Hurricane Relief Volunteer Donates his Time and Talent

Hurricane Relief Volunteer Donates his Time and Talent

ECPI University Makes $1,000 Donation to Honor his Service to Hurricane Relief

When Dane Macan saw the devastation in Texas and Florida, he immediately went to his boss at Sysco Hampton Roads and requested time off. A Food Service Management graduate of Culinary Institute of Virginia (CIV) and current MBA student at ECPI University, he is a longtime volunteer with Mercy Chefs, a faith-based, nonprofit disaster relief organization.

Mercy Chefs’ mission is to serve professionally prepared meals to victims, volunteers, and first responders in national emergencies and natural disasters. Since 2012, Dane and wife Kristin – a CIV faculty member and fellow Mercy Chefs volunteer – have traveled across the country, sharing their time and talent.

This time, Dane was sent to support efforts in Collier County, Florida. “Being a first responder is never easy,” says Dane. “People have lost everything, lack resources, extreme weather…all are factors that feed into a disaster response. Often, we see the media show the desperation in people affected in these areas, but more often people are coming together, building community, and rebuilding.”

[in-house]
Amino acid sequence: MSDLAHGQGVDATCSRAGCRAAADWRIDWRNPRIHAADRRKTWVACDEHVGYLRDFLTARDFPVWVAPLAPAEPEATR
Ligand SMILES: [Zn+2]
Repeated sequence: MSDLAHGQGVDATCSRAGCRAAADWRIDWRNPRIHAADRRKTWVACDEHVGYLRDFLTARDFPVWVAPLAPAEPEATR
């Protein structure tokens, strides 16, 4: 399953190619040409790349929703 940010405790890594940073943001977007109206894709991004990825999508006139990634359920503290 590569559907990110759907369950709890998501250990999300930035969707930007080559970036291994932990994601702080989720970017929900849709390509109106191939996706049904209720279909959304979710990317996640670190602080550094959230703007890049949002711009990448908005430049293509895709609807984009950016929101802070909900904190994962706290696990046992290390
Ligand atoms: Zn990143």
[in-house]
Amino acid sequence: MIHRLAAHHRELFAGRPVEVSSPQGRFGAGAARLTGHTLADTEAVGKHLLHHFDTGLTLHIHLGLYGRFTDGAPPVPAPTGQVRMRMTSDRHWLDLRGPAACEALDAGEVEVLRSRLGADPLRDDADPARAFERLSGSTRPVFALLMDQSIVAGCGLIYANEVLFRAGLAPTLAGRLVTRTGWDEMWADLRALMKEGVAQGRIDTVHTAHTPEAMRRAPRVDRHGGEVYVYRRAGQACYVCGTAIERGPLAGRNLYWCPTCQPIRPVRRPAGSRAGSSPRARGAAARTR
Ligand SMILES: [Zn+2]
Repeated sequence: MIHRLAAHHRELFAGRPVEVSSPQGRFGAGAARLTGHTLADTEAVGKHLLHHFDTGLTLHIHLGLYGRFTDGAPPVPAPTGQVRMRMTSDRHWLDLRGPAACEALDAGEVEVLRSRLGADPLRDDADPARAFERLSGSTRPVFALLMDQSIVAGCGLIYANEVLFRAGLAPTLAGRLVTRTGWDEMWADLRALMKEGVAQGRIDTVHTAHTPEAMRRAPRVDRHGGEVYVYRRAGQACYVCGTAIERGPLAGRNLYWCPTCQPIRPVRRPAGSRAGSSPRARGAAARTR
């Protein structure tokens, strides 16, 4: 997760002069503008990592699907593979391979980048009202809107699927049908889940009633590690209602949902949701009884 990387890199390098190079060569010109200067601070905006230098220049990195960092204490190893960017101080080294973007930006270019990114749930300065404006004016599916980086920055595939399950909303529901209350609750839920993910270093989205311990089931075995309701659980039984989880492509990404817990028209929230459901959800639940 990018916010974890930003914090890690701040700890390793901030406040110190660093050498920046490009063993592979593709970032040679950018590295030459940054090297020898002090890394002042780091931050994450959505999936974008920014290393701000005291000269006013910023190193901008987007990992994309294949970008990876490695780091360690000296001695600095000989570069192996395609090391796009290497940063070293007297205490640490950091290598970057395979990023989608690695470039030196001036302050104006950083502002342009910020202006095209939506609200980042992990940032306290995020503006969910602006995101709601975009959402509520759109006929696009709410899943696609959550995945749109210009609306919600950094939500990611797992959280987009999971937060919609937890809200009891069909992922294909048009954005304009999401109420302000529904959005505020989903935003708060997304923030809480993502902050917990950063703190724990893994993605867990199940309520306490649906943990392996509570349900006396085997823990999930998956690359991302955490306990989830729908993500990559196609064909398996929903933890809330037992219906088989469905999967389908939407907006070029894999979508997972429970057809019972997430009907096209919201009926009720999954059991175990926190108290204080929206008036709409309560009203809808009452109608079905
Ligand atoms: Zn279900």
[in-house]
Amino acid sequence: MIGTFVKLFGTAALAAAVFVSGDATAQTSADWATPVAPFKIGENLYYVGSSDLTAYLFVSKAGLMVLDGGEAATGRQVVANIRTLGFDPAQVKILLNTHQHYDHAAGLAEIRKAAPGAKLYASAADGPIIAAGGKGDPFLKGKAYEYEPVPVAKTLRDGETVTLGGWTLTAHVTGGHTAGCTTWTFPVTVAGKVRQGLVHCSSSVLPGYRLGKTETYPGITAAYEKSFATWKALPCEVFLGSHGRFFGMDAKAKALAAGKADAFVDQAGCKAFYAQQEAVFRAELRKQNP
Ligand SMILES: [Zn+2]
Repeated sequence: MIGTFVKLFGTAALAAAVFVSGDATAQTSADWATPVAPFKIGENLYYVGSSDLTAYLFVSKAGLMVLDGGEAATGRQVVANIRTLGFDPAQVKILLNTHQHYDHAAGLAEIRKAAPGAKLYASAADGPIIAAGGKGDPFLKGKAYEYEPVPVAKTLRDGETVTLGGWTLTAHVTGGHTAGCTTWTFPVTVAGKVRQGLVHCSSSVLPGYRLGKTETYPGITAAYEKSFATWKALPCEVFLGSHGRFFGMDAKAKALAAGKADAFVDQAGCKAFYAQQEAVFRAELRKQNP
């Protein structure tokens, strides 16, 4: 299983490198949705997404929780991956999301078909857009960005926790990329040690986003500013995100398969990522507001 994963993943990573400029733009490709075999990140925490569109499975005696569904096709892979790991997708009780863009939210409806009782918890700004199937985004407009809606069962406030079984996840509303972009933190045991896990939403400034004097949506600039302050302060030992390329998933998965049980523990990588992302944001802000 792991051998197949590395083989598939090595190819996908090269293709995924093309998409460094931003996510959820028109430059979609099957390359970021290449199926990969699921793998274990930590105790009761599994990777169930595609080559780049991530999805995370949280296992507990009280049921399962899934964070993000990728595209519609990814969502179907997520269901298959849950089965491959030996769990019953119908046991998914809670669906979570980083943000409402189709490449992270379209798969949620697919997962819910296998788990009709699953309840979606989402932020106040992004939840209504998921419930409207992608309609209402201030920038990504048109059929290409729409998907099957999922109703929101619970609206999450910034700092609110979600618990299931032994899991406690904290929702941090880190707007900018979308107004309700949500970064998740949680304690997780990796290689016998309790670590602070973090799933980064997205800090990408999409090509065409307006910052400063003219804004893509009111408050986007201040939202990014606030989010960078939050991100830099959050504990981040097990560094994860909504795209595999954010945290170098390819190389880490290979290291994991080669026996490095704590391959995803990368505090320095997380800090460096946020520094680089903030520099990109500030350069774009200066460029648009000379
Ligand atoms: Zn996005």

[Tweet “Without help from the community, there is no way we could have pulled off the numbers we did.”]

Dane says Florida was no different. When they first arrived, he and his team members began preparations for 3,000 to 4,000 meals. That number quickly exploded to more than 10,000. “Without help from the community, there is no way we could have pulled off the numbers we did,” says Dane. “Many of the volunteers were without power, water, or fuel, but felt called to support the mission of Mercy Chefs to go feed people.

“Meals were enjoyed together, stories were told, support was given, and relationships built. The community really came together to provide assistance to those in need. Obviously, there is a large amount of personal satisfaction and gratification.  After cooking for more than 10,000 people every day, every muscle hurts, mental exhaustion occurs, and you just have nothing left with the exception of a full heart, and that is what keeps the drive going.”

[Tweet “The community really came together to provide assistance to those in need.”]

Dane says experiences like these never fail to put life in perspective. “When I’m having a hard day, or things are not going quite right, I think of the people we work with in those disaster situations and I remind myself that things are not that bad,” he says. “Overall, it is about the people.  My personal comfort can be paused in order to help a fellow person in need. We are called for a bigger purpose. Identify your strengths, and fulfill a need for somebody else. It’s as simple as that.”